Evolution of a B.C. trilogy

“Brett Grubisic’s (left) River Bend Trilogy novels are set in a fictional town on the Fraser River, based on Mission, B.C. where he grew up. Here, we learn other ways the titles are linked.” FULL STORY

LiterASIANs enter second year

September 10th, 2014

After a successful launch in 2013, literASIAN: A Festival of Pacific Rim Asian Canadian Writing will be hosting even more author attendees this year. During October 9 to 12, 2014 fourteen authors will make appearances, up from eight last year. They include Fred Wah, Lousie Bak, Tom Cho, Kim Fu, Yasuko Nguyen Thanh, Louise Bak, Doretta Lau, Corrina Chong, Raymond Nakamura, Souvankham Thammavongsa, Elsie Sze, Edwin Lee, Serena Leung and Lily Chow.

The festival sponsors book launches, author book signings, workshops, poetry readings, a book fair, and a celebration dinner. The venues will include the UBC Learning Exchange, 612 Main Street in Vancouver’s historic Chinatown, Centre A, and the Richmond Library and Cultural Centre. For more information go to: http://literasian.ricepapermagazine.ca/authors

LiterASIAN is a community-building initiative of the Asian Canadian Writers’ Workshop and Ricepaper Magazine. Festival Director Jim Wong-Chu says, “In the past, many of the mainstream literary festivals were good at recognizing diversity and inclusiveness but as we are seeing, including one or two token visible minority writers is hardly a way to illuminate the writing of a community.” He adds that as more talented Asian writers are finding new opportunities to publish, they need a way to come together and celebrate their achievement.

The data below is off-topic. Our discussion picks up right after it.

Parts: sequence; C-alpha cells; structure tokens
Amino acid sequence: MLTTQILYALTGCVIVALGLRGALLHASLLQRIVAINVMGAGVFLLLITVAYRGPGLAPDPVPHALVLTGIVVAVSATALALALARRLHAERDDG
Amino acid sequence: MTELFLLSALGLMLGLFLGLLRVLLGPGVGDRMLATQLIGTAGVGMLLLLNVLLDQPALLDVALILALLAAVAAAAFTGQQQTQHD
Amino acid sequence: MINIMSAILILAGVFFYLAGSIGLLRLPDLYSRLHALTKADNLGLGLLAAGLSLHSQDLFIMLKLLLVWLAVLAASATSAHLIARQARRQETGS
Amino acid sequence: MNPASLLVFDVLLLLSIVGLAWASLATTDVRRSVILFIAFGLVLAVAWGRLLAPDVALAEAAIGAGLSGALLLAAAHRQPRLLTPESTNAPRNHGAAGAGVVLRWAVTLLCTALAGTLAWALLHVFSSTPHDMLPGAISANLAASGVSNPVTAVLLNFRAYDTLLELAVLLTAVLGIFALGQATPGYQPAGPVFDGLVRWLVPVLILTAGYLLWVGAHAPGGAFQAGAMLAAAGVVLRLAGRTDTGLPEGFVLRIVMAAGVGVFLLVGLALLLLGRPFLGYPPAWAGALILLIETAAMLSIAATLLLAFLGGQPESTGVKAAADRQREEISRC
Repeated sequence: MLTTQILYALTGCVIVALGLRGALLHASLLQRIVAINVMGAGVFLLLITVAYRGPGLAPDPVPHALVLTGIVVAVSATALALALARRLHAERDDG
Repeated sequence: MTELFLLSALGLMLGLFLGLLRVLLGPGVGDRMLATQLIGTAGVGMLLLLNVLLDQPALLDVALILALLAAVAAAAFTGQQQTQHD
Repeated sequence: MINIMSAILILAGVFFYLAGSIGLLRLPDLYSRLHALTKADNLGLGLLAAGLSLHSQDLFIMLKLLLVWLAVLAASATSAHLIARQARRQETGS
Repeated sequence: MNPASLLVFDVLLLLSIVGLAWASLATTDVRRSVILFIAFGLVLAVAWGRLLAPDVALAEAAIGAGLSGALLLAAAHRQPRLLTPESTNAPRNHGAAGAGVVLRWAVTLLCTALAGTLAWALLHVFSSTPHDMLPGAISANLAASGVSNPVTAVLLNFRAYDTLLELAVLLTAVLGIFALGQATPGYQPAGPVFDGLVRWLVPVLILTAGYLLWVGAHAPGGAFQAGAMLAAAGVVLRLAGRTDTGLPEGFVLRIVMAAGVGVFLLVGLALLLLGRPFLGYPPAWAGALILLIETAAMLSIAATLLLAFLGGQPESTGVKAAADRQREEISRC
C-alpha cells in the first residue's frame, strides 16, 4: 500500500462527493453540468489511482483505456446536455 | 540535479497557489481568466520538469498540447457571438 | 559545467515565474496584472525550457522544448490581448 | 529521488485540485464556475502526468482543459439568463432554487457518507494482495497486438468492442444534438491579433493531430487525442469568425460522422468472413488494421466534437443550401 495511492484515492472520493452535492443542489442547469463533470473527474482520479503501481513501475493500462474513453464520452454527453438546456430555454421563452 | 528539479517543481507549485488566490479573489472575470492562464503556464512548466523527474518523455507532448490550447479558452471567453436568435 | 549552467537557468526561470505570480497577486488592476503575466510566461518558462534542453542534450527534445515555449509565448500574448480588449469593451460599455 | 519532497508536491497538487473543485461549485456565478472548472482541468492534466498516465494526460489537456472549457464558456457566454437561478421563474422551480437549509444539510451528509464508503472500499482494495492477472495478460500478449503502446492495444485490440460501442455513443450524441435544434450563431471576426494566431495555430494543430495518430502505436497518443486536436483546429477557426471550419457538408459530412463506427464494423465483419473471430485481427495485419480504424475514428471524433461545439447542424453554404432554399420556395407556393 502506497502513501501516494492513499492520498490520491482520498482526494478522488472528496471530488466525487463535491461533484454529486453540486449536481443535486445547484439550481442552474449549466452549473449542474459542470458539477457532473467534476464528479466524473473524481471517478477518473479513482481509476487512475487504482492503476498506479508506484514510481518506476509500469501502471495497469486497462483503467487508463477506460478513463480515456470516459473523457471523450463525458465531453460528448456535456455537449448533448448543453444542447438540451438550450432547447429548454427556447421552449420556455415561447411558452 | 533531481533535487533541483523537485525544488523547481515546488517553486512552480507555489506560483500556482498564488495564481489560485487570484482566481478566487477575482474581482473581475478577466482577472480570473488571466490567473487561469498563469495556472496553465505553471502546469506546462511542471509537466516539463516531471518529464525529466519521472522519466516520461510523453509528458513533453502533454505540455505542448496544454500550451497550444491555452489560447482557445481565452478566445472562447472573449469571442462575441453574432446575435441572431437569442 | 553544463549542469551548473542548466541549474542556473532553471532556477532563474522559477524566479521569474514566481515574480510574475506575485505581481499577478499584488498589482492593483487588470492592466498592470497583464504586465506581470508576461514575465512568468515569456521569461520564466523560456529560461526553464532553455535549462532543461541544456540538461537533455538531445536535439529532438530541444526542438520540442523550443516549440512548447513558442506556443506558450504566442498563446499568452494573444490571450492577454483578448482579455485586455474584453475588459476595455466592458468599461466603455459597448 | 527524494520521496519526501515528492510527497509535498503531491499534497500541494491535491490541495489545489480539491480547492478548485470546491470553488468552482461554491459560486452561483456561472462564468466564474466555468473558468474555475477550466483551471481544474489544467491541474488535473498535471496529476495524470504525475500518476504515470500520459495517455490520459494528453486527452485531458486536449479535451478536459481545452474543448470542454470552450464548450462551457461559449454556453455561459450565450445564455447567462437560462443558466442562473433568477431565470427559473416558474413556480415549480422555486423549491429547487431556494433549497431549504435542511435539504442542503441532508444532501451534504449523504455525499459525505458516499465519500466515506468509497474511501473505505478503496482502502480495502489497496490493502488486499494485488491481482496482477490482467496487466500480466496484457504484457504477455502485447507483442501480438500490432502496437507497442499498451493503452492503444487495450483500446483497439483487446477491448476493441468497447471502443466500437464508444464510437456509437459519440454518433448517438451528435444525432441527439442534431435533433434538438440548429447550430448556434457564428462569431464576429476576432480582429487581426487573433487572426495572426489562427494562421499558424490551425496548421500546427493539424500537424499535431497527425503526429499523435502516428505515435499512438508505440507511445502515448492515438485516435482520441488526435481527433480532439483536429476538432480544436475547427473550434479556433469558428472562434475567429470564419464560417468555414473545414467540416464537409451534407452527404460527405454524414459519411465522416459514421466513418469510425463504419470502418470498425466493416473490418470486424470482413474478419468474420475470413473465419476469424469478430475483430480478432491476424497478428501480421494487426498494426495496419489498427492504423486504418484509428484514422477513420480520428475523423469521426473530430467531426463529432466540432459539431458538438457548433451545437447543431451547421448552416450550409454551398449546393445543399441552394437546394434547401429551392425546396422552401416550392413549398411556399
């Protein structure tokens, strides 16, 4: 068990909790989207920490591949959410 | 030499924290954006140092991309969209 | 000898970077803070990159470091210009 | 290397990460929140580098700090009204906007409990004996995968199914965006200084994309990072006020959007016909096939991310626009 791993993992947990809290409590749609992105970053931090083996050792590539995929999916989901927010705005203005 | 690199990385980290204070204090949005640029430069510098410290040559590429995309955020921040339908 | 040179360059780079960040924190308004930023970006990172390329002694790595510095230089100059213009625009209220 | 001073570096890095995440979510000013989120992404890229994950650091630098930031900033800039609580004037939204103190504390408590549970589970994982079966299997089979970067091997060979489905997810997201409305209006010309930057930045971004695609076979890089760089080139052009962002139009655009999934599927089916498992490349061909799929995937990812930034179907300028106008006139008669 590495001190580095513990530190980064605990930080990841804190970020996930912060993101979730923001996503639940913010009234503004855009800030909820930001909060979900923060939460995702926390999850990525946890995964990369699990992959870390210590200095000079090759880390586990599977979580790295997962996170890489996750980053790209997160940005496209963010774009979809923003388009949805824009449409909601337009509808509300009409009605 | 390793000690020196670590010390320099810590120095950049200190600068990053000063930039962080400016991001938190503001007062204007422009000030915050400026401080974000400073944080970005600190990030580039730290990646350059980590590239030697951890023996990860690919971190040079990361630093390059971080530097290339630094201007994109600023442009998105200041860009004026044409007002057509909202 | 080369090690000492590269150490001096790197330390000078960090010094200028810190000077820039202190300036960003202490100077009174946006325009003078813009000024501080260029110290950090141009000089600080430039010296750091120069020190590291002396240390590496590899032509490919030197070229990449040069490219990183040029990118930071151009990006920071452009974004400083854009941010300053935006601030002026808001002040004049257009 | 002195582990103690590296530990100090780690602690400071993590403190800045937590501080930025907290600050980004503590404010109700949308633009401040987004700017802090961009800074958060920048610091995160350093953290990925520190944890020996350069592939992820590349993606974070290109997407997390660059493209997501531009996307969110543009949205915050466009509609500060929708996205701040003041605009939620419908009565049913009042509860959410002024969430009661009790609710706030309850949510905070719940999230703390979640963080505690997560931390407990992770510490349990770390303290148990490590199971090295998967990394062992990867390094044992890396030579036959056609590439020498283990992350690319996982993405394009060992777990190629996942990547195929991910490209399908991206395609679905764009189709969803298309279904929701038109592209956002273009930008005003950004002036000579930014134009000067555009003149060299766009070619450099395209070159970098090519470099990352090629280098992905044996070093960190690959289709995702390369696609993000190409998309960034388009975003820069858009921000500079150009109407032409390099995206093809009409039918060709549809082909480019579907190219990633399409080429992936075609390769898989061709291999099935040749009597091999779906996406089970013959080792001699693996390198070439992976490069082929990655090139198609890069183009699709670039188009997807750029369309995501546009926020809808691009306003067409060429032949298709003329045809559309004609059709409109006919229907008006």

Fred Wah [in photo], one of literASIAN’s featured authors, is the current Parliamentary Poet Laureate for Canada. Wah began publishing poetry as part of the international avant-garde movement TISH located in Vancouver. Since 1965, Wah has published 24 books of poetry, fiction, and non-fiction. Waiting For Saskatchewan won a Governor General’s Literary Award in 1986 and So Far was awarded the Stephanson Award for Poetry in 1992. With the publication of Diamond Grill (1996), a biofiction based on his family history about growing up in a small-town Chinese-Canadian café , Wah emerged as a central figure in race writing in Canada and abroad. The book won won the Howard O’Hagan Award for Short Fiction in 1996. Wah received the Dorothy Livesay Poetry Prize in 2010 for is a door (Talon 2009).

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